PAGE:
All parties involved recognize that the situation is unfair. The challenge isn’t proving the need for a clean up — it’s determining who is responsible for it.
The Department of the Interior’s Bureau of Land Management is in charge of transferring ANCSA conveyances to ANCs. They aren’t in charge of cleaning the conveyances, but they also can’t transfer lands that are known to be contaminated. The Bureau says they were uninformed about any contaminated lands they had previously handed over. Meanwhile, the Alaska Department of Environmental Conservation and the Environmental Protection Agency oversee the physical clean up. However, they aren’t liable for the contamination, so they aren’t expected to cover the costs. Technically, the original entity that damaged the land is supposed to fund the cleanup. But this information isn’t always available, and around 100 sites don’t have their past owners identified.
“There’s a lot of finger pointing,” said Cain.
The debate is still occurring today.
In May 2021, Alaska Gov. Dunleavy sent a letter to President Biden, requesting that the federal government complete the required cleanup of hundreds of contaminated sites found on ANCSA lands.
“It has been 50 years since ANCSA became law, and the cleanup of contaminated lands has yet to be addressed,” said Kim Reitmeier, executive director of the Alaska Native Corporation Regional Association, in the governor’s press release.
Reitmeier’s statement summarizes the frustration many feel about this topic. The sites have been identified, the negative impacts have been witnessed, and everyone agrees it’s a problem. So what will it take to get rid of contaminated lands?
Next generation needs to ‘pick up the mantle’
It’s been decades since the government first acknowledged the poisoned lands, but Rexford doesn’t believe the surprises have ended.
His region has a reason to be wary.
In 1990, a series of government documents from the 60s became declassified. They revealed that radioactive soil had been buried underground near Point Hope after Project Chariot was shut down. By the time locals were informed of this, it was too late – the effects had taken root. Today, cancer is still the leading cause of death in the village.
The community fears more cases like this could occur if extensive clean up measures aren’t implemented in the near future.
There has been some progress over the past few years. In 2018, legislation was passed that amended CERCLA, to ensure that Alaska Native Corporations would not be held liable for the contaminated sites.
Other organizations have helped where they can as well, such as the Bureau of Land Management.
“The BLM working cooperatively with all stakeholders and using four databases from Alaska Department of Environmental Conservation developed a comprehensive Contaminated Lands Inventory to aid in cleanup prioritization. More than 6,000 sites were reviewed resulting in 94 sites identified with an additional 104 sites as possibly containing contaminated lands,” said Lesli Ellis-Wouters, communications director for the Alaska Bureau of Land Management.
It’s a strong step in the right direction, but Cain fears the momentum will fade.
“There’s been some progress, but we need to keep going. It’s such a huge issue,” said Cain. “And at this rate, it’s literally going to be 100 years before all these sites get cleaned up.”
Thirty years ago, it appeared the situation had been solved. A resolution was passed, with concrete steps to address contamination. But after the initial excitement around the announcement died down, people slowly forgot about the issue. In the end, only minor changes resulted from the well thought out plan.
Today, there are now additional obstacles to consider.
For one, this problem has been around for so long, that many of the go-to experts are starting to retire. Most of this task force has been somewhat volunteer based, working outside of the regular job description and hours, so there aren’t direct replacements for the roles. As the original advocates begin to leave the scene, new leaders will have to step in to take their place.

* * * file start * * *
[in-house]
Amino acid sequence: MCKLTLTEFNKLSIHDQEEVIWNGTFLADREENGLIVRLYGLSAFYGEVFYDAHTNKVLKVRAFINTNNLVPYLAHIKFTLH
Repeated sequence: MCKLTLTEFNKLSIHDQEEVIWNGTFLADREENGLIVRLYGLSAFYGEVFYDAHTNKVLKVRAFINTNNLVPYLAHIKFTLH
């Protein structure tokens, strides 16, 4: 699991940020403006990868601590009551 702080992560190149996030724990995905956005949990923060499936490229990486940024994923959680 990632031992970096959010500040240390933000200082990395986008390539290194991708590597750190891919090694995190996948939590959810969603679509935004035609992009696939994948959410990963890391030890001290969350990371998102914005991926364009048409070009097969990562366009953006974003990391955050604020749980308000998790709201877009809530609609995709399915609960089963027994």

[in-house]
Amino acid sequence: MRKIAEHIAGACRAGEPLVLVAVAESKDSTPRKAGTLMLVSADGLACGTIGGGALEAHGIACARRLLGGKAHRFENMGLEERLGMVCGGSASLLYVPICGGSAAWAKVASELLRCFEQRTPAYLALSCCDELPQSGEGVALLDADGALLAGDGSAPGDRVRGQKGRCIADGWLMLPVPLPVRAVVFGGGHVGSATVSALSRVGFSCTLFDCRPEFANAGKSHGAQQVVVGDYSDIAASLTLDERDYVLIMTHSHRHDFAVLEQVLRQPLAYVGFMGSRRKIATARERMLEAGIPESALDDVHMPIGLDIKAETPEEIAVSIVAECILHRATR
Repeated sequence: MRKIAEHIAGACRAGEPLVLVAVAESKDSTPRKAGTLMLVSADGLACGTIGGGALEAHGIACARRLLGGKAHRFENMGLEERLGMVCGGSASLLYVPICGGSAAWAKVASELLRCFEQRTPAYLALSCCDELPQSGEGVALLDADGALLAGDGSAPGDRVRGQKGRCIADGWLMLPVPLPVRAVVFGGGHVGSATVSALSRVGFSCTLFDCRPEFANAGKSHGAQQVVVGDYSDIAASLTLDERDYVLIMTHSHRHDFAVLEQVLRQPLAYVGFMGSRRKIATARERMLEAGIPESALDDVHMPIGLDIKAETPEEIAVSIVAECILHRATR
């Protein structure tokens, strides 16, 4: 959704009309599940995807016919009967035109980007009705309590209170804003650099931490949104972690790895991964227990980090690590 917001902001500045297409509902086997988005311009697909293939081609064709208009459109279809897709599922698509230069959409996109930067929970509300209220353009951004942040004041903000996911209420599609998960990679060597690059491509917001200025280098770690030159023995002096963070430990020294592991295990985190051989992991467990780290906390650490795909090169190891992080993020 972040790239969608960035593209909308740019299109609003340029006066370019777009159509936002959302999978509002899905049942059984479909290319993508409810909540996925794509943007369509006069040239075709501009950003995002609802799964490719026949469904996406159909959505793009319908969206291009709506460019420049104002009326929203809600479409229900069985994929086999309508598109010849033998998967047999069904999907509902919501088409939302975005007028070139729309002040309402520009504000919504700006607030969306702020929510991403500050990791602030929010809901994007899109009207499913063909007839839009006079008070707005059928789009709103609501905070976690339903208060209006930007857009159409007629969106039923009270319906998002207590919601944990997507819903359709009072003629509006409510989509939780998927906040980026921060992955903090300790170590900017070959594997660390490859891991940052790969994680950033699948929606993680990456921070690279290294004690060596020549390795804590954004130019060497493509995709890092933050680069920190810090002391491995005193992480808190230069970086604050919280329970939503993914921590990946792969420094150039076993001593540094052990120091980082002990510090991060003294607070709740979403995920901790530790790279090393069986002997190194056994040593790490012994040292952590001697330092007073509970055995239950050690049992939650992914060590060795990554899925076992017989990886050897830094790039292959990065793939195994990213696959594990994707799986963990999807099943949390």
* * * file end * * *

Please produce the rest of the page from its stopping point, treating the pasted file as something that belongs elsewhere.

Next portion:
“The next generation of folks need to sort of pick up the mantle,” Cain said.
There is also the issue of coordination.
Future advocates might find success in establishing a lead department to oversee clean up. One option would be the Army Corp of Engineers, which is already in charge of removing the Formerly Used Defense Sites.
Cain also recommends increased logistical planning between regions. Sites could be ranked by order of importance based on subsistence use and village proximity. Regional leaders could then determine the most efficient route for the equipment to be transported.
Employment opportunities from the operation could go to local Alaska Native shareholders, suggests Rexford. The training they would receive from these roles could be applied to other cases as well.
“It’s our homeland. It’s under our feet. And we want a sense of ownership in cleaning it up,” he said.
Even with all logistics in place, one major challenge would still remain: there isn’t enough funding. With clean up costs in the billions and tight federal budgets, the government isn’t likely to foot the entire bill anytime soon.
However, outside funding initiatives could make a difference. Putting capital toward the cleanup effort is a direct way for nonprofits, such as environmental justice initiatives, to assist. Their impact would be visible, immediate, and in many cases, life saving.
As Rexford prepares to begin another year advocating for the ANCSA conveyances to be cleaned, he reflects on the circumstances. Despite their small population, his community has been able to raise awareness about an injustice that threatens thousands across Alaska.
But that’s part of the problem. Something tells Rexford that more populated areas of the United States wouldn’t have been left to face nuclear waste and cancer causing toxins alone for this long.
“What about a community of 800 that is exposed to some of these elements that are life threatening? Don’t they deserve equity? Don’t they deserve the same level of environmental justice that our brothers and sisters to the south receive?” he asked. “Or are they just termed as being expendable? As collateral damage?”
This story is part of a reporting collaboration between Alaska Public Media, Indian Country Today and the Anchorage Daily News on the 50th anniversary of the Alaska Native Claims Settlement Act. Funding for the ANCSA project was provided by the Alaska Center for Excellence in Journalism. Read more in the series here.